They have been here before, yet it will be unfamiliar territory.
The Patriots will play at Denver, in an AFC divisional round game Saturday night, almost three months to the day they were pounded in the Mile High City during the regular season.
But the Patriots, who flew past Jacksonville, 28-3, Saturday at Gillette Stadium, are not the same team they were when the Broncos ran out to a 28-3 lead before claiming a 28-20 victory.
''Well, we don't make excuses for our losses," Patriots linebacker Willie McGinest said. ''We play fair and square. They outplayed us.
''We are not going to say we were banged up or we didn't have anybody. We went out there and we faced them like men. They beat us. We don't have any excuses. But none of that really matters right now. All that matters is whoever we face have got to prepare for us and we have got to prepare for them. The best team is going to win."
Call them excuses if you like, but facts are facts. Win or lose, the team the Broncos host this weekend will not be the team they rolled in October.
Barring injury issues (Tedy Bruschi's calf strain kept him out of the wild-card game against the Jaguars), three of the Patriots' 11 starting defenders, including two of their best -- Bruschi and defensive end Richard Seymour -- will face the Broncos for the first time. Another (cornerback Ellis Hobbs) will play in regular sets against the AFC West champion after seeing little time in the first meeting. In fact, half the secondary will be different, with Hobbs and Artrell Hawkins replacing Duane Starks and rookie James Sanders, who got the start at strong safety in just his second NFL game.
Offensively, key figures Corey Dillon, Troy Brown, and Kevin Faulk all missed the game at Denver because of injuries.
''We made some improvements," quarterback Tom Brady said of then vs. now. ''We got some guys healthy, which has helped, and I think there has been more consistency in all phases of the game."
Brady identified some of the Patriots' areas of improvement:
''We're running the ball a little bit better."
The Patriots, who came out of Week 6 at Denver with a 3-3 record, topped 100 yards rushing as a team in just one of those first six games (82.3 average). They have bettered that standard four times in their last six games (118.7 average), including 118 against Jacksonville. And that number would presumably be better had the starters put in full shifts against the Dolphins.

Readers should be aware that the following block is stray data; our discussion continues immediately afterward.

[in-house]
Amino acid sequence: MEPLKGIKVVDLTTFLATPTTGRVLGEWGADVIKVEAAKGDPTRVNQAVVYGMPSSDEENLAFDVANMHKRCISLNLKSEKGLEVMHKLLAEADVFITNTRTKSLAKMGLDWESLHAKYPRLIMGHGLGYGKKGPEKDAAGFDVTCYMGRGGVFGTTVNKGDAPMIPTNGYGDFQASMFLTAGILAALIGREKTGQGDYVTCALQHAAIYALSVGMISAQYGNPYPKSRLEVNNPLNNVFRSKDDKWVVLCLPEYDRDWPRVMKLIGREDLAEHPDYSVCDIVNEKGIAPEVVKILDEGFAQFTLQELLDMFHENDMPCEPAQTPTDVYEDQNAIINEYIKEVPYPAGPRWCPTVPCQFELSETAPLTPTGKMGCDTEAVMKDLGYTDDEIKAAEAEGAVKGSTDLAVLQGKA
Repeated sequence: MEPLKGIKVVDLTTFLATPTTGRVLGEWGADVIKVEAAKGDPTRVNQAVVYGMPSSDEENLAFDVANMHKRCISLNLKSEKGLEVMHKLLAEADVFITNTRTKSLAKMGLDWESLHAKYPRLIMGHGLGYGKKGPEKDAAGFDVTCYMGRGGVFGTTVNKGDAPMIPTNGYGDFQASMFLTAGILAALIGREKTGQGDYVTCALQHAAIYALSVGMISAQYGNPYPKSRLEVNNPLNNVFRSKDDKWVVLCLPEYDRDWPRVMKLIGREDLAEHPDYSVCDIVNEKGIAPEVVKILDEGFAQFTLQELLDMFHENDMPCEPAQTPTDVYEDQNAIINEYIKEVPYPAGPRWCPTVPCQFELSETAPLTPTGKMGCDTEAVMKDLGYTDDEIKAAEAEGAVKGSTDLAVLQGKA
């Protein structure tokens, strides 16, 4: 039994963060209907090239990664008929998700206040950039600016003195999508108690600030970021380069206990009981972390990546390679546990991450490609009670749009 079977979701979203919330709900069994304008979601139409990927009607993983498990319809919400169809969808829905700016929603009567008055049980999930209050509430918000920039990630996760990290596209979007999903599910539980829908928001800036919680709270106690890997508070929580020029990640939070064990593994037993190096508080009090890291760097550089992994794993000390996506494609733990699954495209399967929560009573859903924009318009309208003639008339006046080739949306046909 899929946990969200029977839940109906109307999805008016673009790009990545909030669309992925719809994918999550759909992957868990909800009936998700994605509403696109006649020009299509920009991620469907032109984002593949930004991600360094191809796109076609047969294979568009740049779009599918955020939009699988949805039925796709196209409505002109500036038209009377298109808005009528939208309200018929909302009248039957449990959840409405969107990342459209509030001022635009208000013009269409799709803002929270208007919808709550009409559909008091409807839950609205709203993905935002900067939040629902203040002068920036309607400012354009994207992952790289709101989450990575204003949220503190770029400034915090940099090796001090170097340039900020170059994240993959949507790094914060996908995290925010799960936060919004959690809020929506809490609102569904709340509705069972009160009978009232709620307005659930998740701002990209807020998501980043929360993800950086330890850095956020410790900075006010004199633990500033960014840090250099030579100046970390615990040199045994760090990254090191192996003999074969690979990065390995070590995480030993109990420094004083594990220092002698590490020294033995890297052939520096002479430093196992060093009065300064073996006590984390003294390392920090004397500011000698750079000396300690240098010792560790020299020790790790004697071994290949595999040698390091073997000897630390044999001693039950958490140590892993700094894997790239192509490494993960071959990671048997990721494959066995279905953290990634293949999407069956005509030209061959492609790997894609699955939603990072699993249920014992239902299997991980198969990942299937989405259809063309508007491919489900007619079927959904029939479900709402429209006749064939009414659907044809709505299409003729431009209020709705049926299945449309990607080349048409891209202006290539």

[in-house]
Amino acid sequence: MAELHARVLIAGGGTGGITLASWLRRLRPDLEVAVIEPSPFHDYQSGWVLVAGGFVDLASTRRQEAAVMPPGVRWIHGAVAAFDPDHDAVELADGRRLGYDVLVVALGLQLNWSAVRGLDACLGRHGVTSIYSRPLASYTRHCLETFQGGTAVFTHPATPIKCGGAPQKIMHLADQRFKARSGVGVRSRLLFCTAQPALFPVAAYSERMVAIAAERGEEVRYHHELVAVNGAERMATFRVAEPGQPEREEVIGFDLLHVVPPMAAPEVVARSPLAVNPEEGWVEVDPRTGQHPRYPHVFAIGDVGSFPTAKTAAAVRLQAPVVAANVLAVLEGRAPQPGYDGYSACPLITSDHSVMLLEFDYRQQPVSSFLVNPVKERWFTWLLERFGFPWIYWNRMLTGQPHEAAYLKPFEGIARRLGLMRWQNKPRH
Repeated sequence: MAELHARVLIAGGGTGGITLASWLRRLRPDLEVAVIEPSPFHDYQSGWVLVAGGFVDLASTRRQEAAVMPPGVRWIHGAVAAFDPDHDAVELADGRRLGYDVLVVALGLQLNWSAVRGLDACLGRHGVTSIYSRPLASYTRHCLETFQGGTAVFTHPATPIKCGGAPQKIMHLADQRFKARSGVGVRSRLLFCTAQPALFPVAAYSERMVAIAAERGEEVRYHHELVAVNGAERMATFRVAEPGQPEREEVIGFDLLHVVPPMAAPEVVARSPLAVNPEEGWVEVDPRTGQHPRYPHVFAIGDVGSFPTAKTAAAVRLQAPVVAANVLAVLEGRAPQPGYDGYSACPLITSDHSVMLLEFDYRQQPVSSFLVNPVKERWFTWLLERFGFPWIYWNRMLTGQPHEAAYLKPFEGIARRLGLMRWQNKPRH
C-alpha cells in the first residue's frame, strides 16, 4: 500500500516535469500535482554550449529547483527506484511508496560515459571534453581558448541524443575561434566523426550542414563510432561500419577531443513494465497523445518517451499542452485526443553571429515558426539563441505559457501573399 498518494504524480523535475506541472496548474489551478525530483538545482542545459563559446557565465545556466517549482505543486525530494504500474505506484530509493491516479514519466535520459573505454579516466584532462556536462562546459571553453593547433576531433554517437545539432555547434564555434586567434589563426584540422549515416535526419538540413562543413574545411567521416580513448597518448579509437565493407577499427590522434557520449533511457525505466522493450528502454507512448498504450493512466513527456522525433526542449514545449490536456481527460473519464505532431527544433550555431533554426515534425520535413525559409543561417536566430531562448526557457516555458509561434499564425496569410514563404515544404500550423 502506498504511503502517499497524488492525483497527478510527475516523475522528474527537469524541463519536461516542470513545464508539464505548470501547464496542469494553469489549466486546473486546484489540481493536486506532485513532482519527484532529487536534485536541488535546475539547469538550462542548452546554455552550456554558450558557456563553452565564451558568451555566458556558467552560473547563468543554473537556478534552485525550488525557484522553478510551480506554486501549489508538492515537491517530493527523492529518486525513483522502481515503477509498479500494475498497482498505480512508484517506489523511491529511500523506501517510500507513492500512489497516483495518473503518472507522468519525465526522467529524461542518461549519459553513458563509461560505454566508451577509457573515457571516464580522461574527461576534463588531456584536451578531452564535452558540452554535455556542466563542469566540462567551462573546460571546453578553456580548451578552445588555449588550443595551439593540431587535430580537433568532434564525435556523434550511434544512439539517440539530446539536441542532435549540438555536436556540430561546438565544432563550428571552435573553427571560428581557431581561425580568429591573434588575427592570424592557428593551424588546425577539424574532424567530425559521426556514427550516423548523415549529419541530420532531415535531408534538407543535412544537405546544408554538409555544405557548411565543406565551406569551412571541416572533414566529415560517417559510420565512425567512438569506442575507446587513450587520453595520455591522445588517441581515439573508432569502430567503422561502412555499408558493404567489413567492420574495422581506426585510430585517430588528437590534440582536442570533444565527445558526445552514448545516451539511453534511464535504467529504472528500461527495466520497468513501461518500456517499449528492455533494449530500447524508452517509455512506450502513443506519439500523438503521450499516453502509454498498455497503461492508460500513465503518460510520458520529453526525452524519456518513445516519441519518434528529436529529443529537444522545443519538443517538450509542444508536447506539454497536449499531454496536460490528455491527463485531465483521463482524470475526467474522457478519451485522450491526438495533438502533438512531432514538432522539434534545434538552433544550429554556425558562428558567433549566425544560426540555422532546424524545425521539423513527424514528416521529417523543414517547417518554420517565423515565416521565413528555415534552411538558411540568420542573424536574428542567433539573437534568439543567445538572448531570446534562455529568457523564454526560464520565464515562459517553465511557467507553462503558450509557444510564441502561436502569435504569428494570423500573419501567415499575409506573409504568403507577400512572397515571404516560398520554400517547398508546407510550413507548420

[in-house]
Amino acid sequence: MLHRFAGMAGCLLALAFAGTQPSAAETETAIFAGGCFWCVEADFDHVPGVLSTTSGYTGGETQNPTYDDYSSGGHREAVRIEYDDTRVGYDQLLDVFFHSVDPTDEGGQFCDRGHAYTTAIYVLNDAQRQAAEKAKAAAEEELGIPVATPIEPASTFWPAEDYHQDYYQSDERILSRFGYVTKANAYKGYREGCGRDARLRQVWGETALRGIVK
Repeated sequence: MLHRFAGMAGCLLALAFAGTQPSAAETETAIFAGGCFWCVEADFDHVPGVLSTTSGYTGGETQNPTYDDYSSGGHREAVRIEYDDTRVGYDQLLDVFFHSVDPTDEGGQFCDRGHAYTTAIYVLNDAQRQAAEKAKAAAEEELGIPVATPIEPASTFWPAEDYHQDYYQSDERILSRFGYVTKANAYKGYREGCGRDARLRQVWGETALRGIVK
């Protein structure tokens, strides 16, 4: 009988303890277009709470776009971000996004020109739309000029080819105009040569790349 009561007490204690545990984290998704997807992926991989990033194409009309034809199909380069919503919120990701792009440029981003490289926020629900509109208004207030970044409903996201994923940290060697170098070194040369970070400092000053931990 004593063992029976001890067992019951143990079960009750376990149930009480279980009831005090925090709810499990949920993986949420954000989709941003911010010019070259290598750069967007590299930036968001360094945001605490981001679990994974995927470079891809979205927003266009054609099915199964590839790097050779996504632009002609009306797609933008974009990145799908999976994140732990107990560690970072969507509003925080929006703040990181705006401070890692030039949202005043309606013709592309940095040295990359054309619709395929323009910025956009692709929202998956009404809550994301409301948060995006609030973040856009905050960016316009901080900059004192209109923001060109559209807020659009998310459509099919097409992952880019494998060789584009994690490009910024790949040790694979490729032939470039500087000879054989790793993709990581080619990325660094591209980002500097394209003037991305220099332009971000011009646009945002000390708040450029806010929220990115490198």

''Probably not as many penalties."
The Patriots were flagged more than 10 times in three of their first six games, and had 52 penalties (and average minus of 75 yards) in that stretch. New England hasn't seen a 10-penalty game since Week 5, and committed only four penalties against the Jaguars.
''I think we are better on third downs."
Opponents converted enough third-down opportunities to put the Patriots 29th in the NFL. By the time the regular season ended, the script had flipped, and Patriots' foes were 29th in third-down efficiency. Jacksonville was just 1 of 12 Saturday night, the best the Patriots have done in that category all season.
''I think the defense is just playing, playing great. It seems like they are always getting pressure on the quarterback, stopping the run."
New England had 11 sacks in the first six games, just one against Denver, and left Denver ranked 25th against the run, having allowed the Broncos 178 rushing yards. The Patriots posted 17 sacks in the last three games they tried to win (they had two against Miami as well), and they had the league's No. 1 rush defense in the last half of the season before the Dolphins took advantage of the reserves.
As far as Brady's concerned, the team's turnaround is an indicator of its stick-to-it-iveness.
''We are going to keep fighting; I know we are going to keep fighting," he said. ''We are going to have a good week of practice and see if we can get ready to play the toughest game of the year."
The Patriots said the same about Jacksonville, but after a 7-3 halftime score, the game turned into a rout, as New England won for the 24th straight time at home after leading at the break.
The eighth consecutive home playoff victory is history now, as the Patriots travel to Denver, where the Broncos, who finished the season 13-3, are 11-2 all time in the postseason.
''The Denver Broncos will be our toughest challenge this season," coach Bill Belichick said yesterday. ''To have any chance, it will take our best game and certainly a lot better performance than the last time we played them."
Jerome Solomon can be reached at firstname.lastname@example.org